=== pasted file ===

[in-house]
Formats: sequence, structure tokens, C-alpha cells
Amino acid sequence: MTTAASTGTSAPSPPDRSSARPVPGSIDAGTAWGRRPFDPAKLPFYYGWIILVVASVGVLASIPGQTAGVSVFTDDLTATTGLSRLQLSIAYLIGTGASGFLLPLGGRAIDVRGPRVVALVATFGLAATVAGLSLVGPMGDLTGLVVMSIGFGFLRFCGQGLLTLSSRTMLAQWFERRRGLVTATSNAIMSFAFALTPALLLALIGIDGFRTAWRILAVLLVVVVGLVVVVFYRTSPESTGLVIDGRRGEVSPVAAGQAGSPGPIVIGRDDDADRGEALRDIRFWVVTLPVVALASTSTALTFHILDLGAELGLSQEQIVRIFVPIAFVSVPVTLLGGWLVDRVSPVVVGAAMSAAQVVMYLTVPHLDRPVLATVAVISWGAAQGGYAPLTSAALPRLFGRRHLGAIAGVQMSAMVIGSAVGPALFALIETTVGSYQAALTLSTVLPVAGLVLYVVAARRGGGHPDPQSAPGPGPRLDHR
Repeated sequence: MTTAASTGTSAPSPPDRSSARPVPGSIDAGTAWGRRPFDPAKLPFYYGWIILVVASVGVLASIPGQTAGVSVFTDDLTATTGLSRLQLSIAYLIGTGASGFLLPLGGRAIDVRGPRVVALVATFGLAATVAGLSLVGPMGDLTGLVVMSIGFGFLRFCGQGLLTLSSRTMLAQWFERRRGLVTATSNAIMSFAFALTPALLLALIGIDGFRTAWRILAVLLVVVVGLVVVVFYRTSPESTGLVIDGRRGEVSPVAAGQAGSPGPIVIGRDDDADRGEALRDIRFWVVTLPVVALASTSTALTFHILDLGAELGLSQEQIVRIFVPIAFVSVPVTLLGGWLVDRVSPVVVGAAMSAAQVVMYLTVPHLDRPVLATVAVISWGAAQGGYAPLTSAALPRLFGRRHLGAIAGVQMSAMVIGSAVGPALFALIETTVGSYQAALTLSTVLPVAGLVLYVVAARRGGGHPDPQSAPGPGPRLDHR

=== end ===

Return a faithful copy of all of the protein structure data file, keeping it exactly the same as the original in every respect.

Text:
[in-house]
Formats: sequence, structure tokens, C-alpha cells
Amino acid sequence: MTTAASTGTSAPSPPDRSSARPVPGSIDAGTAWGRRPFDPAKLPFYYGWIILVVASVGVLASIPGQTAGVSVFTDDLTATTGLSRLQLSIAYLIGTGASGFLLPLGGRAIDVRGPRVVALVATFGLAATVAGLSLVGPMGDLTGLVVMSIGFGFLRFCGQGLLTLSSRTMLAQWFERRRGLVTATSNAIMSFAFALTPALLLALIGIDGFRTAWRILAVLLVVVVGLVVVVFYRTSPESTGLVIDGRRGEVSPVAAGQAGSPGPIVIGRDDDADRGEALRDIRFWVVTLPVVALASTSTALTFHILDLGAELGLSQEQIVRIFVPIAFVSVPVTLLGGWLVDRVSPVVVGAAMSAAQVVMYLTVPHLDRPVLATVAVISWGAAQGGYAPLTSAALPRLFGRRHLGAIAGVQMSAMVIGSAVGPALFALIETTVGSYQAALTLSTVLPVAGLVLYVVAARRGGGHPDPQSAPGPGPRLDHR
Repeated sequence: MTTAASTGTSAPSPPDRSSARPVPGSIDAGTAWGRRPFDPAKLPFYYGWIILVVASVGVLASIPGQTAGVSVFTDDLTATTGLSRLQLSIAYLIGTGASGFLLPLGGRAIDVRGPRVVALVATFGLAATVAGLSLVGPMGDLTGLVVMSIGFGFLRFCGQGLLTLSSRTMLAQWFERRRGLVTATSNAIMSFAFALTPALLLALIGIDGFRTAWRILAVLLVVVVGLVVVVFYRTSPESTGLVIDGRRGEVSPVAAGQAGSPGPIVIGRDDDADRGEALRDIRFWVVTLPVVALASTSTALTFHILDLGAELGLSQEQIVRIFVPIAFVSVPVTLLGGWLVDRVSPVVVGAAMSAAQVVMYLTVPHLDRPVLATVAVISWGAAQGGYAPLTSAALPRLFGRRHLGAIAGVQMSAMVIGSAVGPALFALIETTVGSYQAALTLSTVLPVAGLVLYVVAARRGGGHPDPQSAPGPGPRLDHR